US History 1492 - 1865

  • 1492

    Christopher Columbus

    Christopher Columbus
    An Italian explorer sailing for Spain who believed that Asia (India) could be reached by sailing west from Europe. His first voyage was in 1492, wherein he discovered North America (Caribbean islands) and named it the West Indies. He will make four voyages to the new world without fully realizing what he had discovered.
  • Period: 1492 to

    US History 1492 - 1865

  • Southern Colonies

    Southern Colonies
    The first colony, Virginia, was established in 1606. With rich soil, farming was very good in the Southern Colonies; this led to a need for more labor. Eventually, slavery became essential to Southern Colony growth. The Southern Colonies include Maryland, Virginia, North Carolina, South Carolina, and Georgia.
  • Jamestown

    Settled by the Virginia Company in 1607, Jamestown was the first successful permanent English settlement; it was private and personally financed by the company. It was near present-day Williamsburg, Virginia.
  • Middle Passage

    Middle Passage
    The Middle Passage was a very popular trade route to transport slaves from Africa to the Colonies. Among the roughly 472,000 Africans that were kidnapped, 18% of them would die on the journey.
  • Plymouth

    In 1620, King James I sent 100 pilgrims to colonize the new land on the Mayflower. The pilgrims were able to secure peace treaties with the Native Americans, but roughly half of them died after the first winter.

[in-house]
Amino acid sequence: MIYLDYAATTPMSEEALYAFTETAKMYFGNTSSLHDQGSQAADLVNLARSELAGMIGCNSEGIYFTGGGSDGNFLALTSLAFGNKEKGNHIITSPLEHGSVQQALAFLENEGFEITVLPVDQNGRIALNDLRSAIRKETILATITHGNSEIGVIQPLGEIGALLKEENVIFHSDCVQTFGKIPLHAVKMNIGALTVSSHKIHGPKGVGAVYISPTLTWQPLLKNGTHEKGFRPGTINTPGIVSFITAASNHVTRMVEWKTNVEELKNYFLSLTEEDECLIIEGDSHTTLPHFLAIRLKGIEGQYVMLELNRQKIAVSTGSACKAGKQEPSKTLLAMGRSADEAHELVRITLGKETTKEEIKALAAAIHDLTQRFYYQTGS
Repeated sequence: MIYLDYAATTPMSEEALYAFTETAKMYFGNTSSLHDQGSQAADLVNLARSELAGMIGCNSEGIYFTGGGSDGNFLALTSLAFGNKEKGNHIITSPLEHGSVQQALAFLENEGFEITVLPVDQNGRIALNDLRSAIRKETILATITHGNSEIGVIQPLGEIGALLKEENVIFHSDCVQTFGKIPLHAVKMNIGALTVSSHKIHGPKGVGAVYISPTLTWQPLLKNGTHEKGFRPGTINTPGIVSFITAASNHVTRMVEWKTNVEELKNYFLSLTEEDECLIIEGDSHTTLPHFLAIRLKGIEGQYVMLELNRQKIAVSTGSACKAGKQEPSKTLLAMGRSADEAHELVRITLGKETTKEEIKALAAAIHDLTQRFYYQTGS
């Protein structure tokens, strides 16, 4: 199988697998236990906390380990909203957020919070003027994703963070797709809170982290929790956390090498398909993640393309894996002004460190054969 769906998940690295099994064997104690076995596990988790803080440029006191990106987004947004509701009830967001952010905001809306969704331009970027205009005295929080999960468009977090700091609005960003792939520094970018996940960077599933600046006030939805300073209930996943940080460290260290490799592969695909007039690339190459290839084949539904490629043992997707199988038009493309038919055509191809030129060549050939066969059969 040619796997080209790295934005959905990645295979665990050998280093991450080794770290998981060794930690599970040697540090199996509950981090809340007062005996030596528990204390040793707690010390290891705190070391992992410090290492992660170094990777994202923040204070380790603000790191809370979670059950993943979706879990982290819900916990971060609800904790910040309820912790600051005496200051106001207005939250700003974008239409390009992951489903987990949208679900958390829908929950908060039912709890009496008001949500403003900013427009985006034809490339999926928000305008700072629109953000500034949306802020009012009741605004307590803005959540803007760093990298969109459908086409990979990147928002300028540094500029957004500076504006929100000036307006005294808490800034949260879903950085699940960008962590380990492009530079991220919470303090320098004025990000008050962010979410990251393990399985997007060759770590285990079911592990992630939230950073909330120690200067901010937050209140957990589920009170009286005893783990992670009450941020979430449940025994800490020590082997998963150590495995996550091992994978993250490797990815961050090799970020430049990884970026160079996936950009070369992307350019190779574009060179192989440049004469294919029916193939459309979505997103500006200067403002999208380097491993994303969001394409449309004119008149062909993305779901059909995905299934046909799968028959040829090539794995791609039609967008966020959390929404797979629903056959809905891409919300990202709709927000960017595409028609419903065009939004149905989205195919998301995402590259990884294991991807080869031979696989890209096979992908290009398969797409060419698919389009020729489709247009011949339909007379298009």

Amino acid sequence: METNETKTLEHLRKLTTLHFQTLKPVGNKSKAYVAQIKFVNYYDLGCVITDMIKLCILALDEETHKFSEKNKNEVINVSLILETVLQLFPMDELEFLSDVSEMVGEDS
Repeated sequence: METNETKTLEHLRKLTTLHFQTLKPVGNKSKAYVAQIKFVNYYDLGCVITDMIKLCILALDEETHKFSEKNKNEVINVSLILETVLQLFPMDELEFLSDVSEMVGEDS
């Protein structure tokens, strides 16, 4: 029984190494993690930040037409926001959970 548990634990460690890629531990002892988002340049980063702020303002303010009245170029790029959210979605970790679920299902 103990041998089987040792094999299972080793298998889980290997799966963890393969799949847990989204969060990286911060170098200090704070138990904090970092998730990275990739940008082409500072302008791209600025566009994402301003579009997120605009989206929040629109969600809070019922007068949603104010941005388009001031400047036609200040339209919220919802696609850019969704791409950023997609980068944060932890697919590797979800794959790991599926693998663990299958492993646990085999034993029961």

• New England Colonies

    New England Colonies
    Grown from the Plymouth Colony of pilgrims in 1620, the New England Colonies included Maine, New Hampshire, Vermont, Massachusetts, Rhode Island, and Connecticut. With the help of Native Americans, the pilgrims were able to mostly survive. Eventually, due to religious needs and wants, Massachusetts broke into Massachusetts, Connecticut, and Rhode Island.
  • Massachusetts Bay Colony

    Massachusetts Bay Colony
    Settled by around 1,000 Puritans, Massachusetts Bay Colony was established in 1630. The leaders of the colony, John Winthrop and Thomas Dudley, were heavily religious and established a theocratic government that pushed out those following other practices. Eventually, these Puritans settled Charlestown, Boston, Medford, and more.
  • Middle Colonies

    Middle Colonies
    Starting with Philadelphia in 1682, the middle colonies mainly focused on agriculture. The entirety of the Middle Colonies were put under the jurisdiction of Duke James of York by his brother, King Charles II. Due to the promised religious tolerance and fertile soil, many joined the Dutch that had been living there already, along with many other cultures. The colonies included New York, Pennsylvania, New Jersey, and Delaware.
  • Great Awakening

    Great Awakening